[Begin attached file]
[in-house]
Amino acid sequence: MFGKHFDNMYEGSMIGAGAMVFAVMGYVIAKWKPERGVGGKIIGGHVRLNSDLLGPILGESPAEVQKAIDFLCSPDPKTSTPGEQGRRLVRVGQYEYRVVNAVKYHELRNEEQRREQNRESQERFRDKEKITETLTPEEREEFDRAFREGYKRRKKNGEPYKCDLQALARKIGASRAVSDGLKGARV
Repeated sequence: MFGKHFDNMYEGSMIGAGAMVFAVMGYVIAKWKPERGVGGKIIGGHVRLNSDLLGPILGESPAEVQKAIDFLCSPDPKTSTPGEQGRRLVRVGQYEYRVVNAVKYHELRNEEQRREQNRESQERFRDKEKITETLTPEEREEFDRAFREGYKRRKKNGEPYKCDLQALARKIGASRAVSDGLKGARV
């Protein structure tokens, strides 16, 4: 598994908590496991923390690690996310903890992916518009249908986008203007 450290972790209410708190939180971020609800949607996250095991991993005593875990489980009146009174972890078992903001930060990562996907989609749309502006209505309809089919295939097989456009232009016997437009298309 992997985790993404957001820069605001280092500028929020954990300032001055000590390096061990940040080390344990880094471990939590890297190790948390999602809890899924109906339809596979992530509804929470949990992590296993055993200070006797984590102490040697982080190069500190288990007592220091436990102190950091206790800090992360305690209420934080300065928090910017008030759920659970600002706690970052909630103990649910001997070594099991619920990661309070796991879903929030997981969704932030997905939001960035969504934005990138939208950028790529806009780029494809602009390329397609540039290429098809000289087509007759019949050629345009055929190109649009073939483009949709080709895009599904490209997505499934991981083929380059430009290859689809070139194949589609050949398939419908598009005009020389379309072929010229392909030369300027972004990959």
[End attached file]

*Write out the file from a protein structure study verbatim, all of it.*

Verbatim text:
[in-house]
Amino acid sequence: MFGKHFDNMYEGSMIGAGAMVFAVMGYVIAKWKPERGVGGKIIGGHVRLNSDLLGPILGESPAEVQKAIDFLCSPDPKTSTPGEQGRRLVRVGQYEYRVVNAVKYHELRNEEQRREQNRESQERFRDKEKITETLTPEEREEFDRAFREGYKRRKKNGEPYKCDLQALARKIGASRAVSDGLKGARV
Repeated sequence: MFGKHFDNMYEGSMIGAGAMVFAVMGYVIAKWKPERGVGGKIIGGHVRLNSDLLGPILGESPAEVQKAIDFLCSPDPKTSTPGEQGRRLVRVGQYEYRVVNAVKYHELRNEEQRREQNRESQERFRDKEKITETLTPEEREEFDRAFREGYKRRKKNGEPYKCDLQALARKIGASRAVSDGLKGARV
């Protein structure tokens, strides 16, 4: 598994908590496991923390690690996310903890992916518009249908986008203007 450290972790209410708190939180971020609800949607996250095991991993005593875990489980009146009174972890078992903001930060990562996907989609749309502006209505309809089919295939097989456009232009016997437009298309 992997985790993404957001820069605001280092500028929020954990300032001055000590390096061990940040080390344990880094471990939590890297190790948390999602809890899924109906339809596979992530509804929470949990992590296993055993200070006797984590102490040697982080190069500190288990007592220091436990102190950091206790800090992360305690209420934080300065928090910017008030759920659970600002706690970052909630103990649910001997070594099991619920990661309070796991879903929030997981969704932030997905939001960035969504934005990138939208950028790529806009780029494809602009390329397609540039290429098809000289087509007759019949050629345009055929190109649009073939483009949709080709895009599904490209997505499934991981083929380059430009290859689809070139194949589609050949398939419908598009005009020389379309072929010229392909030369300027972004990959």